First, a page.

4 Considerations for Investing in Condos

Real estate investing takes on many shapes and forms. In addition to single-family homes and apartments, you can also invest in condominiums. But before you start placing offers …


Real estate investing takes on many shapes and forms. In addition to single-family homes and apartments, you can also invest in condominiums. But before you start placing offers on condos in your area, make sure you understand the pros and cons.

What are Condos?

A condo, which is short for condominium, is a private residence that’s owned by an individual, yet is part of a larger residence, complex, or community with multiple units. Condos come in all shapes, forms, and price points, including luxury high-rises, detached flats, and everything in between.

The defining characteristic of a condo is that it shares common areas – like landscaping, yards, swimming pools, recreation facilities, tennis courts, and parking lots – with other units in the community. The idea is that upkeep is easier and more cost-effective when everyone combines their resources.

For the convenience of having these resources provided, owners pay monthly dues to a board that’s made up of elected condo owners. This board operates much like a traditional homeowner’s association (HOA).

4 Things to Think About

Claim up to $26,000 per W2 Employee

  • Billions of dollars in funding available
  • Funds are available to U.S. Businesses NOW
  • This is not a loan. These tax credits do not need to be repaid
The ERC Program is currently open, but has been amended in the past. We recommend you claim yours before anything changes.

Condos make for great investments in certain scenarios, but they can also prove to be tricky for those who aren’t well versed in how they operate. Before investing, be sure to think through:

  1. Purchase Price

Cost is the biggest perk when investing in condos. It all depends on the market you’re in and the age/amenities of the community, but you can often purchase condos for 25 or 30 percent less than detached single-family homes.

Because of the significantly lower purchase price, a condo may allow you to secure a better location. This is certainly true in hot markets like Phoenix, where for the same price as a single-family home in a suburb, you can buy a condo within walking distance of downtown’s hottest restaurants and entertainment options.

  1. HOA Rules and Fees

When purchasing a condo as an investment, be extra cognizant of the HOA and everything it provides you. In particular, think about:

  • What are the monthly association dues? How does this impact your monthly cash flow projections with rental income, taxes, insurance, etc.?
  • Make sure you know exactly what’s included in the HOA. All of this information can be found in the Covenants, Conditions, Restrictions, and Easements (CC&Rs) document. In a typical setup, the homeowner/investor is responsible for “drywall and in.” In other words, you’re required to pay for any repairs and upgrades to your unit. Everything outside of your walls (including hallways, roofing, landscaping, and common areas) are the community’s responsibility.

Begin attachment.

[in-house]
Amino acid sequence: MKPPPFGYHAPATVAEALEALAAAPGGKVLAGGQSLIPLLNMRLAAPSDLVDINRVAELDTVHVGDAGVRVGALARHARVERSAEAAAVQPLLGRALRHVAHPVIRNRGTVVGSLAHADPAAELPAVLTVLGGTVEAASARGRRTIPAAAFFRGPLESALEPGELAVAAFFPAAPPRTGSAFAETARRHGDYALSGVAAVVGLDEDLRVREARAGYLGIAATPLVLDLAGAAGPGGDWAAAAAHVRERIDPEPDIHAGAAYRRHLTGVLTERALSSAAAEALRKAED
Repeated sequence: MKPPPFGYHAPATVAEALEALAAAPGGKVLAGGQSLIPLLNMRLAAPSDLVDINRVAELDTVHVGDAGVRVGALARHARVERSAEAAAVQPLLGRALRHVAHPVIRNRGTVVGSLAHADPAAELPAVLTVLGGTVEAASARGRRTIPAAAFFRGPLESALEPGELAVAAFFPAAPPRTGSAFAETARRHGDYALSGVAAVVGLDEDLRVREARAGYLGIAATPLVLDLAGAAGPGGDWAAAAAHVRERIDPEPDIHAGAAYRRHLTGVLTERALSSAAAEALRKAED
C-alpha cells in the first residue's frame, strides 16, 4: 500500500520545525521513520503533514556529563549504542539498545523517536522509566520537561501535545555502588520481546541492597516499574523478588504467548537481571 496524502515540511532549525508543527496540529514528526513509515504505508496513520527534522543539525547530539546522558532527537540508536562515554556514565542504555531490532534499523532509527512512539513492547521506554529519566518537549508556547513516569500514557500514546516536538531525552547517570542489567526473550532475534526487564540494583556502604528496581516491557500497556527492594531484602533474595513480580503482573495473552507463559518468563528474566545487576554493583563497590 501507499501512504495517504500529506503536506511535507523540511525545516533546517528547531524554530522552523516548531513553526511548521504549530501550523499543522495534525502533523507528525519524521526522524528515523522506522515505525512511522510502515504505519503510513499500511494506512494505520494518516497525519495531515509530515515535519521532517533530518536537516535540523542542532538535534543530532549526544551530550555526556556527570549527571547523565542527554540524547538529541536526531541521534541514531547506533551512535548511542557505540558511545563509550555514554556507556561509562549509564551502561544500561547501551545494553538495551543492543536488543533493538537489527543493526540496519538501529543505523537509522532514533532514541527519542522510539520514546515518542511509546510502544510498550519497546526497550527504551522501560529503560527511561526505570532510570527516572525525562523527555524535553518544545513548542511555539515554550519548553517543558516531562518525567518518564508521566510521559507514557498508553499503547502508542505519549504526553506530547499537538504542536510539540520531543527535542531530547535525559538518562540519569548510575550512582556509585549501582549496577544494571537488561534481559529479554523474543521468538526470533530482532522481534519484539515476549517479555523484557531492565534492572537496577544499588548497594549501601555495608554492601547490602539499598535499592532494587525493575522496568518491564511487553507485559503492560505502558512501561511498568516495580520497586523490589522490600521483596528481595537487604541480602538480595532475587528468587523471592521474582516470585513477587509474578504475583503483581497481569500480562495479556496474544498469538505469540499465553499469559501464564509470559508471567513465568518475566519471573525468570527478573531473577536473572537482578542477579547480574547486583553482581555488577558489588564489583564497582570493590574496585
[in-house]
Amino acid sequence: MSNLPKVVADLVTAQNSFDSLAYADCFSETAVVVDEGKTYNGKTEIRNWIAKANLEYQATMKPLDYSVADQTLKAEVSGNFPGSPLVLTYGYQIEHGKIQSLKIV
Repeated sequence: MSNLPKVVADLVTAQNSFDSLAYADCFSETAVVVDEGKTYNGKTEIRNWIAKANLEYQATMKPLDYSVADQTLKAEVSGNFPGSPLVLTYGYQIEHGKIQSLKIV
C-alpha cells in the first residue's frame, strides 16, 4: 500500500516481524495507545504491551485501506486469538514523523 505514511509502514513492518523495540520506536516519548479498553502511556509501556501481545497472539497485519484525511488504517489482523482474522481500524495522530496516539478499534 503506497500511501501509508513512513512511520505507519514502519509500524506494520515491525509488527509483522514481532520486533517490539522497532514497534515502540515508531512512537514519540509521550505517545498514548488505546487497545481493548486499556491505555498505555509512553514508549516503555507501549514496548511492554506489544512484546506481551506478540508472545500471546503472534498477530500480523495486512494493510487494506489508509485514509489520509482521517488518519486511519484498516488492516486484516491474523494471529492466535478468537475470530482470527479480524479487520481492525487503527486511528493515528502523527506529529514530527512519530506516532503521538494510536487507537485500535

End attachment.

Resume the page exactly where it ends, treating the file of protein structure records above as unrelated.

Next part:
• When buying into a condo HOA, you have a right to read the rules and study the financials (including how much cash is on hand). This will help you understand whether or not the community is being handled well, or if it’s hanging on by a thread. 
  1. Maintenance and Ease of Upkeep

From an investment perspective, condos are highly appealing for their simple maintenance and ease of upkeep. While you have to pay a hefty HOA fee each month, it provides you with a bunch of additional services that make your life as a landlord much simpler. Nicer condos even include security, which is another appealing layer of protection. 

  1. Unique Valuations

It should be noted that condos don’t always move up and down in value the same as single-family residential properties do. Condos are often the first to drop in a down market and the last asset to rise in price during a recovery. (This isn’t always true, but it’s a general rule of thumb.)

When buying a condo, think about your long-term plans. If you’re goal is to hold on to the property and rent it for a few years, then you don’t have much to worry about. But if you’re hoping to hold for a few months and flip the unit, give your strategy some additional thought. There may be other investments with more stable and predictable returns available. 

Make the Right Investment

A condo may or may not be a solid investment for you. It all depends on where you’re located, how much you have to invest, and what sort of long-term outlook you’re seeking in terms of value and cash flow. If you can find a wise condo investment in your area, you should definitely consider it. All things considered, it can be a smart decision.


Does Your Small Business Qualify?

Claim Up to $26K Per Employee

Don't Wait. Program Expires Soon.

Click Here

Share This:

In this article